He listed a number of cases, including one in Rushinga, in which Zanu-PF candidate Wonder Mashange allegedly called villagers and village heads to a meeting on July 28 and 29 and threatened them with death if Zanu-PF lost.

Voting under duress
Tsvangirai argued that thousands of voters, especially in rural areas, were forced to declare they were illiterate so that they could be helped to vote by Zanu-PF supporters.

He said he will produce evidence that traditional leaders commandeered people under their jurisdiction to vote at specific times and declare illiteracy so that they could be assisted to vote.

“I am advised that, in one constituency alone, at least 10 500 voters out of 17 000 who cast their ballots were assisted,” he said.

Tsvangirai said he could prove that in some cases even teachers had professed to be illiterate.

“In ward 15 (Rushinga), Mr Gatsi, a woodwork teacher at Marymount Secondary School, and Mr Zondo, the chairperson of the school development committee, were assisted to vote,” according to the dossier.

Voters turned away
Tsvangirai said thousands of voters were turned away from polling stations after their names appeared in wards or constituencies in which they do not reside.

“As will be shown when evidence is adduced, voters who believed they were registered in a Harare ward found their names in a ward in rural Matabeleland, too far for them to travel on polling day even if they wanted to do so,” said Tsvangirai.

Voter registration slips
Tsvangirai said people whose names did not appear on the voters’ roll but who had registration slips were allowed to vote, although this was unconstitutional as the law specifies that only those on the roll may vote.

In addition, he said the registration slips were abused and in one constituency, Hatfield, 500 people were found to have fake registration slips.

Tsvangirai also raised “grave concerns over the indelibility of the ink” that was used on polling day, saying its chemical composition did not meet the necessary internationally recognised standards as it could be easily washed off.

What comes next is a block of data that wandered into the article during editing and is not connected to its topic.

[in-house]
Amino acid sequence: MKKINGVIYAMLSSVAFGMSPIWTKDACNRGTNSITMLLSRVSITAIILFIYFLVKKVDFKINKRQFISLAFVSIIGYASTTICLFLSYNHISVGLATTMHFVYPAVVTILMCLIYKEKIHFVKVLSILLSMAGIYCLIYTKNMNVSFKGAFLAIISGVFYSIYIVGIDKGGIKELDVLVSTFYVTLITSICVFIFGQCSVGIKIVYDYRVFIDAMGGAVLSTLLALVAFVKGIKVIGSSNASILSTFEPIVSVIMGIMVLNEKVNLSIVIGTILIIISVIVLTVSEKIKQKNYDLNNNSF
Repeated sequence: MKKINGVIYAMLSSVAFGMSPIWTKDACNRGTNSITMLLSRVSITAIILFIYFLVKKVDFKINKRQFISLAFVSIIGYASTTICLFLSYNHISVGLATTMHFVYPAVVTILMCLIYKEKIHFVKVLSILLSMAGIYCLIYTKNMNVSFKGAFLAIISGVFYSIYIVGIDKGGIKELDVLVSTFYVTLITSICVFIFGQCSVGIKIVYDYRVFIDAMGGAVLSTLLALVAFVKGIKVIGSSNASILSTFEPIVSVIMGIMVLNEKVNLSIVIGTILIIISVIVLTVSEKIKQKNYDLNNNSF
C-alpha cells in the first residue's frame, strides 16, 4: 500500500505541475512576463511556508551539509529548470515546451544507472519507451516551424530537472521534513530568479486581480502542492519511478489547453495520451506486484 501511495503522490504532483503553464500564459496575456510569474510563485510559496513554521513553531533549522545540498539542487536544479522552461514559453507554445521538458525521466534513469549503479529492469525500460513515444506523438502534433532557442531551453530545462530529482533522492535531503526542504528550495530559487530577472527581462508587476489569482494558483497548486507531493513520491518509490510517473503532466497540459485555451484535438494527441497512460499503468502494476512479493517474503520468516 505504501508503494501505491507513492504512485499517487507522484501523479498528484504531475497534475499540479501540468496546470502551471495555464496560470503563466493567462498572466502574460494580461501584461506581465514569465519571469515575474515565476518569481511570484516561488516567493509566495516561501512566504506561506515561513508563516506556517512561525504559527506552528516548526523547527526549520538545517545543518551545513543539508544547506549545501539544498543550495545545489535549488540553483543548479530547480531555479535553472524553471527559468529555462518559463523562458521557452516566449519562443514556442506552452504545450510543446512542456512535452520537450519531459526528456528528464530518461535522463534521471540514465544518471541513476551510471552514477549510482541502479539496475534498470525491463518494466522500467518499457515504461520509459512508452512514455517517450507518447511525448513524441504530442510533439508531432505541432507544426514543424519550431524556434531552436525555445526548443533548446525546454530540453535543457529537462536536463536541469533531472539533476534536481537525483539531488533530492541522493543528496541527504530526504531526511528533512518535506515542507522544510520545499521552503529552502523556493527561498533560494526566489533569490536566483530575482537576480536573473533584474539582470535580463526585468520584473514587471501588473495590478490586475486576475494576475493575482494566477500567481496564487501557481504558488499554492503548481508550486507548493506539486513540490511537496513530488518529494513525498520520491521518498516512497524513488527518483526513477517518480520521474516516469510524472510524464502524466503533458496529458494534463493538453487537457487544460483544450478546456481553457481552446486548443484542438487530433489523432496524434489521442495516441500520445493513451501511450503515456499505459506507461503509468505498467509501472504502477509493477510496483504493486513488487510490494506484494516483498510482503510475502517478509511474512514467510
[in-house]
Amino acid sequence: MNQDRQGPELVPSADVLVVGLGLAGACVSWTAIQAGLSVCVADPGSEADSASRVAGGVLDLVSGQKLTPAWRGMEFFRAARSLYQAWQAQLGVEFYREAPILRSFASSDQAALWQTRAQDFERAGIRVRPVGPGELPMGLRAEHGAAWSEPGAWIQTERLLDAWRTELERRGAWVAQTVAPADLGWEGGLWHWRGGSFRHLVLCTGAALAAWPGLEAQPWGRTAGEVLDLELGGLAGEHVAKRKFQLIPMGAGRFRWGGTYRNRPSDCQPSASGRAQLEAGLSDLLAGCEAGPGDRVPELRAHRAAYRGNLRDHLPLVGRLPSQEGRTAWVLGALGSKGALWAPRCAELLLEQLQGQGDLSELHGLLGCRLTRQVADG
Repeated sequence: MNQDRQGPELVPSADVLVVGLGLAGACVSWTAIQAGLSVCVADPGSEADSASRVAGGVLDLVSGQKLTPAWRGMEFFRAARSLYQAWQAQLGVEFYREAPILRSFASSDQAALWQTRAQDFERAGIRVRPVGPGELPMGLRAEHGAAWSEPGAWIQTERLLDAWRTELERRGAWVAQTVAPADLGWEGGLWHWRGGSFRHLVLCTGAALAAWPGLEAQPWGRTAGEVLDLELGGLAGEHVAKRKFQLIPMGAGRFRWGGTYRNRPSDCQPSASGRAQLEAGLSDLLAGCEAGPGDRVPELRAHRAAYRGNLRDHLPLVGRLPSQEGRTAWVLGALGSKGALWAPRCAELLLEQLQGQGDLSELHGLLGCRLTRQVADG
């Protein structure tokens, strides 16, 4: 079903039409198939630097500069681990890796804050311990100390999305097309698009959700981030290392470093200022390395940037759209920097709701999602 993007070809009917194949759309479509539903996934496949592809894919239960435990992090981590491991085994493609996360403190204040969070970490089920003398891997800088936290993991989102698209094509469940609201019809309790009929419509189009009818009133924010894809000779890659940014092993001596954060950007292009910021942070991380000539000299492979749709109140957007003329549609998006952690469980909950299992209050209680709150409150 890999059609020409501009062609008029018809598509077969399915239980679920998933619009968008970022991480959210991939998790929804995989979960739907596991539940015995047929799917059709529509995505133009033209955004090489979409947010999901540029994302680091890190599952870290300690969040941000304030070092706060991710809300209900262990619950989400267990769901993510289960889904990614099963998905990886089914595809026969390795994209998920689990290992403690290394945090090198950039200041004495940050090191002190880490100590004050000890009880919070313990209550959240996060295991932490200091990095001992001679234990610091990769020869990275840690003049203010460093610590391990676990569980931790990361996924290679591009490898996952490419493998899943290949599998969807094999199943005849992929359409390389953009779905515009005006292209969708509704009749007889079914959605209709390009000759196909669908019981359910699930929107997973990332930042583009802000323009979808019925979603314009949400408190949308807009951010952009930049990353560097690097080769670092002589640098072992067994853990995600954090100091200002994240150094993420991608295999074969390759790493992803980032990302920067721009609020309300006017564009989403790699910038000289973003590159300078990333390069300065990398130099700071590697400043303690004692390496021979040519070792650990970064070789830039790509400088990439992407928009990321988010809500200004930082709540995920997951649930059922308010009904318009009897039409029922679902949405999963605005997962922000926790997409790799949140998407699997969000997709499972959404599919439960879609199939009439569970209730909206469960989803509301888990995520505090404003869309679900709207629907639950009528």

Busing in of voters

Tsvangirai also claimed that voters were bused in to targeted constituencies, where they had used the fraudulent voter registration slips.

“In some cases, parallel polling stations were created for the bused voters and our election agents did not observe these. In the case of Mount Pleasant, for instance, a parallel station was created on Churchill Road where thousands of so-called police recruits voted,” reads the dossier.

Tsvangirai said he has video evidence showing that people from as far as Honde Valley in Manicaland were brought in to vote in Harare’s Mount Pleasant suburb.

Ballot papers
Tsvangirai said the Electoral Act requires the ZEC to be transparent with regard to ballot papers, but the electoral body failed to provide details on who printed the ballot papers and how they were distributed.

The ZEC, he claimed, printed two million ballot papers – more than the number of people on the voters’ roll – which is an extra 35%, compared with the accepted global standard of 5%.

Tsvangirai alleged that Mugabe and his wife, Grace, bribed the electorate by doling out food and other goodies at rallies, in breach of the Electoral Act and the code of conduct signed by the parties.

An example he cited was that, in Mashonaland Central, Grace Mugabe gave out 22 tonnes of foodstuffs at a rally and at Rudhaka Stadium, she dished out 10 tonnes of mealie meal, 10 tonnes of sugar beans and 560 cases of cooking oil and salt.

State media bias
Tsvangirai said that the state media were not balanced during the election period, as is required by the Constitution and the Electoral Act. He said that Zanu-PF’s rallies were given live coverage, but there was no such coverage for other parties.

Traditional leaders
The MDC-T is claiming that traditional leaders were actively involved in politics, in violation of the Constitution, which forbids them to be members of any political party, participate in politics or further the interests of any party.

In Masvingo, Tsvangirai said that Chief Chitsa banned MDC-T door-to-door campaigns and Chief Nhema campaigned for Zanu-PF.

He alleged that, in Muzarabani, Chief Chiweshe threatened to evict everyone who voted for the MDC in his area and, in Mashonaland East, Chief Chigwedere warned people that the 2008 violence would be repeated if they voted for the MDC.

Police officers
The MDC-T said there was a heavy presence of police officers at polling stations, in violation of the Electoral Act.